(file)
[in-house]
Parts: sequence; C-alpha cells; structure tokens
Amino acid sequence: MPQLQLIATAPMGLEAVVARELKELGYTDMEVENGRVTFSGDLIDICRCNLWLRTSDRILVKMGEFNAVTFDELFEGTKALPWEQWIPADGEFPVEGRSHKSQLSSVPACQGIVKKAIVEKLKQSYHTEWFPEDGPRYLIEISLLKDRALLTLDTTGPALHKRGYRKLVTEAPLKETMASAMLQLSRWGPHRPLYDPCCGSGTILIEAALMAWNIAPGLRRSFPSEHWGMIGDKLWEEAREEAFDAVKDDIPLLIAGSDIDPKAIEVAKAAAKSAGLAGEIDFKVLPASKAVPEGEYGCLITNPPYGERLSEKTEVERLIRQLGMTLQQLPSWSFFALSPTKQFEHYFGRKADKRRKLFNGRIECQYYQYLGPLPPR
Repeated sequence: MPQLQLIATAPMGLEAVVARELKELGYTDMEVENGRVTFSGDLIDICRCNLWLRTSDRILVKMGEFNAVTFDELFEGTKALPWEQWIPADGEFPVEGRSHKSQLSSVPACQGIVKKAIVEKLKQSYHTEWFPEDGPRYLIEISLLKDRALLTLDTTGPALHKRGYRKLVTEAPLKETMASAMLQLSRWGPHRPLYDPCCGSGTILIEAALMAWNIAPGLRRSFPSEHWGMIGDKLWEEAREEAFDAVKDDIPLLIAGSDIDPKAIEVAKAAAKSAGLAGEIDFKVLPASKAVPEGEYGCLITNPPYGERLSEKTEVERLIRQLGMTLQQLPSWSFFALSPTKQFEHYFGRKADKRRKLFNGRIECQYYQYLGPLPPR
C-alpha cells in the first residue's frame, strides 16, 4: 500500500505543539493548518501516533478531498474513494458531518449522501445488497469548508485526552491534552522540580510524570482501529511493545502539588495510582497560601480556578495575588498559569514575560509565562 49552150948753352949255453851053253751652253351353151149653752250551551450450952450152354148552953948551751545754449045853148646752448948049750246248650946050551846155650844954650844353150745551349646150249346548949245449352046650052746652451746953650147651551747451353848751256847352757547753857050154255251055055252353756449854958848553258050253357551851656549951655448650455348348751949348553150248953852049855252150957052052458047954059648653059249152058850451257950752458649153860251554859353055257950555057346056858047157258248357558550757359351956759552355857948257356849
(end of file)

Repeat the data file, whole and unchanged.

[in-house]
Parts: sequence; C-alpha cells; structure tokens
Amino acid sequence: MPQLQLIATAPMGLEAVVARELKELGYTDMEVENGRVTFSGDLIDICRCNLWLRTSDRILVKMGEFNAVTFDELFEGTKALPWEQWIPADGEFPVEGRSHKSQLSSVPACQGIVKKAIVEKLKQSYHTEWFPEDGPRYLIEISLLKDRALLTLDTTGPALHKRGYRKLVTEAPLKETMASAMLQLSRWGPHRPLYDPCCGSGTILIEAALMAWNIAPGLRRSFPSEHWGMIGDKLWEEAREEAFDAVKDDIPLLIAGSDIDPKAIEVAKAAAKSAGLAGEIDFKVLPASKAVPEGEYGCLITNPPYGERLSEKTEVERLIRQLGMTLQQLPSWSFFALSPTKQFEHYFGRKADKRRKLFNGRIECQYYQYLGPLPPR
Repeated sequence: MPQLQLIATAPMGLEAVVARELKELGYTDMEVENGRVTFSGDLIDICRCNLWLRTSDRILVKMGEFNAVTFDELFEGTKALPWEQWIPADGEFPVEGRSHKSQLSSVPACQGIVKKAIVEKLKQSYHTEWFPEDGPRYLIEISLLKDRALLTLDTTGPALHKRGYRKLVTEAPLKETMASAMLQLSRWGPHRPLYDPCCGSGTILIEAALMAWNIAPGLRRSFPSEHWGMIGDKLWEEAREEAFDAVKDDIPLLIAGSDIDPKAIEVAKAAAKSAGLAGEIDFKVLPASKAVPEGEYGCLITNPPYGERLSEKTEVERLIRQLGMTLQQLPSWSFFALSPTKQFEHYFGRKADKRRKLFNGRIECQYYQYLGPLPPR
C-alpha cells in the first residue's frame, strides 16, 4: 500500500505543539493548518501516533478531498474513494458531518449522501445488497469548508485526552491534552522540580510524570482501529511493545502539588495510582497560601480556578495575588498559569514575560509565562 49552150948753352949255453851053253751652253351353151149653752250551551450450952450152354148552953948551751545754449045853148646752448948049750246248650946050551846155650844954650844353150745551349646150249346548949245449352046650052746652451746953650147651551747451353848751256847352757547753857050154255251055055252353756449854958848553258050253357551851656549951655448650455348348751949348553150248953852049855252150957052052458047954059648653059249152058850451257950752458649153860251554859353055257950555057346056858047157258248357558550757359351956759552355857948257356849